Social capital and private forests: the role of personal networks in environmental decision-making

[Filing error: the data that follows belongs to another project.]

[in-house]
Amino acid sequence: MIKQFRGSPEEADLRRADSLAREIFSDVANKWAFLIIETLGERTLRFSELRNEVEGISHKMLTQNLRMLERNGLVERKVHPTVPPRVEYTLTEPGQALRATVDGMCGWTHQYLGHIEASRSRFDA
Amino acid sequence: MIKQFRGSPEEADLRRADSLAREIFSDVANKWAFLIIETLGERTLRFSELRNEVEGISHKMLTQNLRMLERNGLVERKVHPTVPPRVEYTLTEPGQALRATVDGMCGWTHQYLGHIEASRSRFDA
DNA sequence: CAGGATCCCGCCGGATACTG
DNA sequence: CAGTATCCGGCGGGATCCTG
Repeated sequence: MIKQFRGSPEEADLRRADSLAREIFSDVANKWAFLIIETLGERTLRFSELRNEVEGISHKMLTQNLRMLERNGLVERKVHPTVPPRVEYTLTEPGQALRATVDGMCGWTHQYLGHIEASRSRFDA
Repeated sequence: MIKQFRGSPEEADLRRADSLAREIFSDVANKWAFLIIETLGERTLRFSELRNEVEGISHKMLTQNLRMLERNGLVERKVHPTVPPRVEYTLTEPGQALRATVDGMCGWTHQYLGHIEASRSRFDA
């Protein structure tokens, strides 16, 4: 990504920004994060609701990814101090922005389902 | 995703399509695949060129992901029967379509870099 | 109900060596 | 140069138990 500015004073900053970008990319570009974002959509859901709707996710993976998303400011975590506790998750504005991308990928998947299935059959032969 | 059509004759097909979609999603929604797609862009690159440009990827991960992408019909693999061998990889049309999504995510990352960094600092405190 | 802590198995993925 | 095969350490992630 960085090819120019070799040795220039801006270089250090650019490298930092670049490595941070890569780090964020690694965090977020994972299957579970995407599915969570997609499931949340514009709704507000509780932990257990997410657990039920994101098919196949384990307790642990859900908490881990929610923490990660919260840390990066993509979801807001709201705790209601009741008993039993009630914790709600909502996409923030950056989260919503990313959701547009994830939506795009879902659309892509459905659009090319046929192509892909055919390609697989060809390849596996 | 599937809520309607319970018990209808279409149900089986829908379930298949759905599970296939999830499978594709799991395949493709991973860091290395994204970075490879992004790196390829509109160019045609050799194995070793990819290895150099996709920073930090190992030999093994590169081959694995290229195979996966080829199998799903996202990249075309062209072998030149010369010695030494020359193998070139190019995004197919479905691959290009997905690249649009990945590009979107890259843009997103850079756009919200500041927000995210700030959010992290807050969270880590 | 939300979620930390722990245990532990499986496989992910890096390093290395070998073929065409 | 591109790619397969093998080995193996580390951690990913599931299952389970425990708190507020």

Most forestland in the U.S. is in private ownership, consequently a variety of ecosystem services available to society are dependent on sustainable land management decisions by individual landowners. Landowner decision-making is a complex process and shaped by individual landowner attributes and social context. For example, forest owners often rely on family and friends, as well as forestry “experts,” for information and technical assistance. Theory and analysis of social relationships, i.e. social networks, emphasize the importance of network structure to the flow of beneficial resources among actors. However, social network structure surrounding private forest management has received little attention. We evaluate the influence of social networks on sustainable private forest management and provision of ecosystem services. We interviewed 44 landowners in Wisconsin, and evaluated their personal, i.e. egocentric, networks and use of voluntary Best Management Practices (BMPs) for water quality during a recent timber harvest. Concurrently, we interviewed 28 forestry professionals to determine the impact of network structure on their capacity to meet landowners’ needs. Preliminary results suggest an increase in landowner ties to experts, specifically a public forester, increases BMP implementation, but may also increase landowners’ perceived difficulty with the management process. Furthermore, forestry professionals’ social networks appear to be influenced by a public policy tool—i.e. tax incentive program—which in turn affects professionals’ capacity to impact landowner behavior. We discuss the methodological challenges but important contribution of understanding social networks surrounding land management decisions. We also stress the need for improved understanding of the impact of public policy on social networks, individual decisions, and ecological outcomes.

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